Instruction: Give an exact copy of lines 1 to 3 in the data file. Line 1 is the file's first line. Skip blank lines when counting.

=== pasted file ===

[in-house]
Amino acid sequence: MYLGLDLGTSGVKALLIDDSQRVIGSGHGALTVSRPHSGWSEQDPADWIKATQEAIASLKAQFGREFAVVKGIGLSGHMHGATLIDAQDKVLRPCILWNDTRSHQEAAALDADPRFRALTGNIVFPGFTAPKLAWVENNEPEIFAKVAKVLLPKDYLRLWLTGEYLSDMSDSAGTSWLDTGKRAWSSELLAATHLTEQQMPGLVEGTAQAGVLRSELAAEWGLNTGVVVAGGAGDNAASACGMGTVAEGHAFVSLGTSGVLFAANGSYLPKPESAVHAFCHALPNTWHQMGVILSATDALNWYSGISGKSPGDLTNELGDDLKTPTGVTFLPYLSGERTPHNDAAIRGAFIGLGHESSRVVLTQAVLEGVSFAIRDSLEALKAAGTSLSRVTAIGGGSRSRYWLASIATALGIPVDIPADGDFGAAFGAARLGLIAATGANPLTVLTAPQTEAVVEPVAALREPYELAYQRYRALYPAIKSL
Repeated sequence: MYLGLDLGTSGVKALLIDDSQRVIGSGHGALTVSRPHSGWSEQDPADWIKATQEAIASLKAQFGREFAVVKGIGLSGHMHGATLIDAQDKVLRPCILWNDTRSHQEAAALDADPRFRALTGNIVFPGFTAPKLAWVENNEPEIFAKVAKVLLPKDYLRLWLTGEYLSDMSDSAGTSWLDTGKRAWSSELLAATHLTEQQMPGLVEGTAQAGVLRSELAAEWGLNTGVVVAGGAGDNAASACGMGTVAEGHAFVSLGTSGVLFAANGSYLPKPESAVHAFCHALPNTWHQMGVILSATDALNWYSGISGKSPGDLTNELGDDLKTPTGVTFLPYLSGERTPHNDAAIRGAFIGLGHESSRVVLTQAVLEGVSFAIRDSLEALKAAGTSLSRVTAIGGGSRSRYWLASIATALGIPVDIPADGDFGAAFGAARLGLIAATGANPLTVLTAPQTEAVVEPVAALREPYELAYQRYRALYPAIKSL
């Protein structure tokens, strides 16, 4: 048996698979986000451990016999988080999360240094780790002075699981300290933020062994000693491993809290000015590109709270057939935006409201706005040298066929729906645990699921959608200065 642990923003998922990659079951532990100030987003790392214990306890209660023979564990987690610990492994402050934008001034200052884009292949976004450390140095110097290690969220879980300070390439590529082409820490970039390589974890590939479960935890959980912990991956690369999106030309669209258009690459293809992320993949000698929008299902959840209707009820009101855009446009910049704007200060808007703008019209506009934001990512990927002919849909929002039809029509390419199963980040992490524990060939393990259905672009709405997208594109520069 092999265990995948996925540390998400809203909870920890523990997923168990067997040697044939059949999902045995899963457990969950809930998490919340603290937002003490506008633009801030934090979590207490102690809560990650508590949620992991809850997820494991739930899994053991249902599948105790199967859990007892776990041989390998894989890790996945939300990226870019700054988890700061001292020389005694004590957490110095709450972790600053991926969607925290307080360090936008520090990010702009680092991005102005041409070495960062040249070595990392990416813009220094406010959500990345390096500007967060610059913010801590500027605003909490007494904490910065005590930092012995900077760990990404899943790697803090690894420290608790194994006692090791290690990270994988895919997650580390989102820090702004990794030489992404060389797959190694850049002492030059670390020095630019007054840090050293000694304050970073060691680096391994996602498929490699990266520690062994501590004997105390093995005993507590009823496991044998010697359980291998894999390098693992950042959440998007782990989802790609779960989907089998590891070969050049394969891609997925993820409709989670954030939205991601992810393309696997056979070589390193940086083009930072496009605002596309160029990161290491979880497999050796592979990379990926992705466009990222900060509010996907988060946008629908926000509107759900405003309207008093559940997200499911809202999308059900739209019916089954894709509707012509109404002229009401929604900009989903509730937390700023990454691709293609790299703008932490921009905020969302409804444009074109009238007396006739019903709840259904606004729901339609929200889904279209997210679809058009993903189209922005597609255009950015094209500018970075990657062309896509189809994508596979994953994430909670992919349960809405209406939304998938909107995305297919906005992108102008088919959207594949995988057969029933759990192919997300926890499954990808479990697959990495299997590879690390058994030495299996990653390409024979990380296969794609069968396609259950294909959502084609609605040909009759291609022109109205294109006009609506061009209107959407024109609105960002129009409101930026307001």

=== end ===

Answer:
[in-house]
Amino acid sequence: MYLGLDLGTSGVKALLIDDSQRVIGSGHGALTVSRPHSGWSEQDPADWIKATQEAIASLKAQFGREFAVVKGIGLSGHMHGATLIDAQDKVLRPCILWNDTRSHQEAAALDADPRFRALTGNIVFPGFTAPKLAWVENNEPEIFAKVAKVLLPKDYLRLWLTGEYLSDMSDSAGTSWLDTGKRAWSSELLAATHLTEQQMPGLVEGTAQAGVLRSELAAEWGLNTGVVVAGGAGDNAASACGMGTVAEGHAFVSLGTSGVLFAANGSYLPKPESAVHAFCHALPNTWHQMGVILSATDALNWYSGISGKSPGDLTNELGDDLKTPTGVTFLPYLSGERTPHNDAAIRGAFIGLGHESSRVVLTQAVLEGVSFAIRDSLEALKAAGTSLSRVTAIGGGSRSRYWLASIATALGIPVDIPADGDFGAAFGAARLGLIAATGANPLTVLTAPQTEAVVEPVAALREPYELAYQRYRALYPAIKSL
Repeated sequence: MYLGLDLGTSGVKALLIDDSQRVIGSGHGALTVSRPHSGWSEQDPADWIKATQEAIASLKAQFGREFAVVKGIGLSGHMHGATLIDAQDKVLRPCILWNDTRSHQEAAALDADPRFRALTGNIVFPGFTAPKLAWVENNEPEIFAKVAKVLLPKDYLRLWLTGEYLSDMSDSAGTSWLDTGKRAWSSELLAATHLTEQQMPGLVEGTAQAGVLRSELAAEWGLNTGVVVAGGAGDNAASACGMGTVAEGHAFVSLGTSGVLFAANGSYLPKPESAVHAFCHALPNTWHQMGVILSATDALNWYSGISGKSPGDLTNELGDDLKTPTGVTFLPYLSGERTPHNDAAIRGAFIGLGHESSRVVLTQAVLEGVSFAIRDSLEALKAAGTSLSRVTAIGGGSRSRYWLASIATALGIPVDIPADGDFGAAFGAARLGLIAATGANPLTVLTAPQTEAVVEPVAALREPYELAYQRYRALYPAIKSL